Monday, June 22, 2009

The Heavy Guns

The Iranian establishment descended upon the Tehran streets in force over the weekend, and the country's de facto leaders, the Iranian Revolutionary Guard, responded with ferocity and vicious inflexibility.

I take a moment to honour the fallen, the brave Iranians risking all in the name of justice.

Evidence mounts to reveal the depth of the crisis. In my previous post, I began to explore the current schism in Iranian society, a divide borne from political as well as generational conflict. The vast, and overwhelmingly young Iranian electorate seeks a new direction for the country. The period of cultural appeasement-when President Khatami loosened some of the more draconian restrictions on personal freedom - came to a jarring end during A-jad's first term. And while Iran's nuclear ambitions confer a sense of pride on most Iranians, the country's continued and deepening sense of isolation as a result of the regime's bluster tends to frustrate the young, progressive, urban Iranians. These young Persians (the demographic that largely supports Mousavi) feel that the current regime, just doesn't get it. They understand that a change must come in order to bring Iran fully into the global moment, rather than to retreat to the obscurantism and stagnation of a calcified worldview.

Persian civilization is one of the oldest and richest in human history. So long as the self-styled "retainers of the revolution" continue to stifle the great potential of the Iranian people, another generation of Iranians will be forever cutoff from its rightful and prodigious inheritance.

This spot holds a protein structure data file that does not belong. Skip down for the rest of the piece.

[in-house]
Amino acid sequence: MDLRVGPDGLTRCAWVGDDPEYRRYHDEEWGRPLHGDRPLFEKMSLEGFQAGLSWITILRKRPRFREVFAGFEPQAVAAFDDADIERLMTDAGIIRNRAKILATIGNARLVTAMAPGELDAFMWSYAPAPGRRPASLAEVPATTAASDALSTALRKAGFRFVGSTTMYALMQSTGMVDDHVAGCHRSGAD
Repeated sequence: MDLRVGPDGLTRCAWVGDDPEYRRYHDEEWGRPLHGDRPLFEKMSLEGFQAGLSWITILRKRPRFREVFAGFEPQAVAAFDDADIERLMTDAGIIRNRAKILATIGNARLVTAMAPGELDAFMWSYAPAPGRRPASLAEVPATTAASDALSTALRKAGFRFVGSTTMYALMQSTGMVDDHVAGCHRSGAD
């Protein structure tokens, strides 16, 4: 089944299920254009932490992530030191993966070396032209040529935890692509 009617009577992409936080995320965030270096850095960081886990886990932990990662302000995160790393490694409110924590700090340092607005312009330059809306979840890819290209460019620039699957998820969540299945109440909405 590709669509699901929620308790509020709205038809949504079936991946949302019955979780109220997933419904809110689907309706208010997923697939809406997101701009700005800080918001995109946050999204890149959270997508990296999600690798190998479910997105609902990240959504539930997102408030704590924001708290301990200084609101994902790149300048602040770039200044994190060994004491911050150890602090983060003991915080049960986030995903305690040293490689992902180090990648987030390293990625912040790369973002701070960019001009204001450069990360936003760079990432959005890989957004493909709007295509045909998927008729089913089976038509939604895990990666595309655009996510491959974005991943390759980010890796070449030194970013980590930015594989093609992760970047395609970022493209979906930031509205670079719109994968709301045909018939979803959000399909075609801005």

More later . . . God is Great.

Thursday, June 18, 2009

I felt compelled to take an extended break from work today to watch the animated version of Marjane Sateapi's Persepolis. I couldn't help but imagine that the defiant fire of the protagonist burns today in the streets of Tehran.

With guarded optimism, and in the spirit of solidarity, I sing in praise of those who challenge the Iranian status quo. Khas o Khashak, the hour is yours.

The crisis availa itself to viewing through various lenses. The political the most immediate, but the cultural and demographic lends nuance and complexity.

Satrapi reminded me of a significant fact, the relationship Iranians have with Khomeini's revolution changes. With a vast majority of the population currently embracing adulthood, the regime most fears amnesia, amnesia of both the blood and pain of the revolution, and perhaps more importantly the apathy of a generation who accepted basiji and chadors in hope of forgetting. Ultimately brutality only provided half of the fuel to sustain the revolution. The rest came from resignation.

More later. God bless us all . . .

-- Post From My iPhone